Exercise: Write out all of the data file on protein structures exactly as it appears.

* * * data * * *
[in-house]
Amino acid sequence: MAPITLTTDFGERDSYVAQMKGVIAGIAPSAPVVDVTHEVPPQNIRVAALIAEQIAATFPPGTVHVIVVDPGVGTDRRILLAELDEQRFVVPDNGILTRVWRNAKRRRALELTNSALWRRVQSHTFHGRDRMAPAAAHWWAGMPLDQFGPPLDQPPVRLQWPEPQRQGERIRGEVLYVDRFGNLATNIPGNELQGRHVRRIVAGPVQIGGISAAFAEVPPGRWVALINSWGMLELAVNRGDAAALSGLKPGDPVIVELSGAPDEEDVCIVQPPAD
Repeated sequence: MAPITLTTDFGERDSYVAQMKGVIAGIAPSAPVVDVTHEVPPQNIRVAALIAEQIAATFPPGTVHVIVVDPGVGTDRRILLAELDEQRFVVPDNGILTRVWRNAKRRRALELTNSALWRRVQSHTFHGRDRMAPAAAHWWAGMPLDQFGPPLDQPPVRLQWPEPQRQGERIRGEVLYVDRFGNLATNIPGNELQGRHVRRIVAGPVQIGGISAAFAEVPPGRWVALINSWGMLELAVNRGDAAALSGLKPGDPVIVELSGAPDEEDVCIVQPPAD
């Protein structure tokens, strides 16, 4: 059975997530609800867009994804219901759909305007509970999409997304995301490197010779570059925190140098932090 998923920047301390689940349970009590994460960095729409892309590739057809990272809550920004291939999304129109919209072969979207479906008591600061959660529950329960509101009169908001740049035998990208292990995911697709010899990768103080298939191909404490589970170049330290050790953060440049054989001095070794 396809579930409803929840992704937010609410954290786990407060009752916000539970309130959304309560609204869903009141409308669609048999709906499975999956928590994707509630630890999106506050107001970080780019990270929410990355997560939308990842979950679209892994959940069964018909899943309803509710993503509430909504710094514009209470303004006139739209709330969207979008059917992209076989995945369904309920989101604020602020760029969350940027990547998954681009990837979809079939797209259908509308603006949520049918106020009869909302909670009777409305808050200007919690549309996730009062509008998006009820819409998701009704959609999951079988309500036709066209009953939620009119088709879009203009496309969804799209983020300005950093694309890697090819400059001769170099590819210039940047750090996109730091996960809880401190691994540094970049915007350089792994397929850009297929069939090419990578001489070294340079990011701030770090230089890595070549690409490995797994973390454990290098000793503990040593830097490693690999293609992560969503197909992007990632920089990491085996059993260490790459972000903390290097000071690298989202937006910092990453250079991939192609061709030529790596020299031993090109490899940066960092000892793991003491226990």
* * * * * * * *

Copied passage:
[in-house]
Amino acid sequence: MAPITLTTDFGERDSYVAQMKGVIAGIAPSAPVVDVTHEVPPQNIRVAALIAEQIAATFPPGTVHVIVVDPGVGTDRRILLAELDEQRFVVPDNGILTRVWRNAKRRRALELTNSALWRRVQSHTFHGRDRMAPAAAHWWAGMPLDQFGPPLDQPPVRLQWPEPQRQGERIRGEVLYVDRFGNLATNIPGNELQGRHVRRIVAGPVQIGGISAAFAEVPPGRWVALINSWGMLELAVNRGDAAALSGLKPGDPVIVELSGAPDEEDVCIVQPPAD
Repeated sequence: MAPITLTTDFGERDSYVAQMKGVIAGIAPSAPVVDVTHEVPPQNIRVAALIAEQIAATFPPGTVHVIVVDPGVGTDRRILLAELDEQRFVVPDNGILTRVWRNAKRRRALELTNSALWRRVQSHTFHGRDRMAPAAAHWWAGMPLDQFGPPLDQPPVRLQWPEPQRQGERIRGEVLYVDRFGNLATNIPGNELQGRHVRRIVAGPVQIGGISAAFAEVPPGRWVALINSWGMLELAVNRGDAAALSGLKPGDPVIVELSGAPDEEDVCIVQPPAD
């Protein structure tokens, strides 16, 4: 059975997530609800867009994804219901759909305007509970999409997304995301490197010779570059925190140098932090 998923920047301390689940349970009590994460960095729409892309590739057809990272809550920004291939999304129109919209072969979207479906008591600061959660529950329960509101009169908001740049035998990208292990995911697709010899990768103080298939191909404490589970170049330290050790953060440049054989001095070794 396809579930409803929840992704937010609410954290786990407060009752916000539970309130959304309560609204869903009141409308669609048999709906499975999956928590994707509630630890999106506050107001970080780019990270929410990355997560939308990842979950679209892994959940069964018909899943309803509710993503509430909504710094514009209470303004006139739209709330969207979008059917992209076989995945369904309920989101604020602020760029969350940027990547998954681009990837979809079939797209259908509308603006949520049918106020009869909302909670009777409305808050200007919690549309996730009062509008998006009820819409998701009704959609999951079988309500036709066209009953939620009119088709879009203009496309969804799209983020300005950093694309890697090819400059001769170099590819210039940047750090996109730091996960809880401190691994540094970049915007350089792994397929850009297929069939090419990578001489070294340079990011701030770090230089890595070549690409490995797994973390454990290098000793503990040593830097490693690999293609992560969503197909992007990632920089990491085996059993260490790459972000903390290097000071690298989202937006910092990453250079991939192609061709030529790596020299031993090109490899940066960092000892793991003491226990």